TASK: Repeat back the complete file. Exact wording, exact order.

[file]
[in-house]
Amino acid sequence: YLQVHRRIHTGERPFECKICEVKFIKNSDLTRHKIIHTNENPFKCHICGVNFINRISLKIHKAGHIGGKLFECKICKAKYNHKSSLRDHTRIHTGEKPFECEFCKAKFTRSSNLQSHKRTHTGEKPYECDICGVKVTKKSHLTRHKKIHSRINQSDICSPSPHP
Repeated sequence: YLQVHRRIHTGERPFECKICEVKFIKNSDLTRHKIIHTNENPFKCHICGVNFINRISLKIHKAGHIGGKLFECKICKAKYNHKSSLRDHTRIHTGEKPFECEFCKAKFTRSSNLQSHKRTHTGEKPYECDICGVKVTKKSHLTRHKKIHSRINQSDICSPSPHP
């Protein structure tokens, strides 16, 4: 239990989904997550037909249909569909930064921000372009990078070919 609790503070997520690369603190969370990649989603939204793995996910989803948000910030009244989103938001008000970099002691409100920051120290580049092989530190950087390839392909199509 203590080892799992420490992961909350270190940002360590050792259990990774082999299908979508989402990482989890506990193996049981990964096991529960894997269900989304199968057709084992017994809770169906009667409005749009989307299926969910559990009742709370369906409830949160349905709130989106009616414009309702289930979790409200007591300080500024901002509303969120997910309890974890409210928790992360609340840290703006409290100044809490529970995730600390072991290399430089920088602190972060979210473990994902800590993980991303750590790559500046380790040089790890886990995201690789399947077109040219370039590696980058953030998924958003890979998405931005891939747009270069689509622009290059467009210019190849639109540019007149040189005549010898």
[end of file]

[in-house]
Amino acid sequence: YLQVHRRIHTGERPFECKICEVKFIKNSDLTRHKIIHTNENPFKCHICGVNFINRISLKIHKAGHIGGKLFECKICKAKYNHKSSLRDHTRIHTGEKPFECEFCKAKFTRSSNLQSHKRTHTGEKPYECDICGVKVTKKSHLTRHKKIHSRINQSDICSPSPHP
Repeated sequence: YLQVHRRIHTGERPFECKICEVKFIKNSDLTRHKIIHTNENPFKCHICGVNFINRISLKIHKAGHIGGKLFECKICKAKYNHKSSLRDHTRIHTGEKPFECEFCKAKFTRSSNLQSHKRTHTGEKPYECDICGVKVTKKSHLTRHKKIHSRINQSDICSPSPHP
């Protein structure tokens, strides 16, 4: 239990989904997550037909249909569909930064921000372009990078070919 609790503070997520690369603190969370990649989603939204793995996910989803948000910030009244989103938001008000970099002691409100920051120290580049092989530190950087390839392909199509 203590080892799992420490992961909350270190940002360590050792259990990774082999299908979508989402990482989890506990193996049981990964096991529960894997269900989304199968057709084992017994809770169906009667409005749009989307299926969910559990009742709370369906409830949160349905709130989106009616414009309702289930979790409200007591300080500024901002509303969120997910309890974890409210928790992360609340840290703006409290100044809490529970995730600390072991290399430089920088602190972060979210473990994902800590993980991303750590790559500046380790040089790890886990995201690789399947077109040219370039590696980058953030998924958003890979998405931005891939747009270069689509622009290059467009210019190849639109540019007149040189005549010898």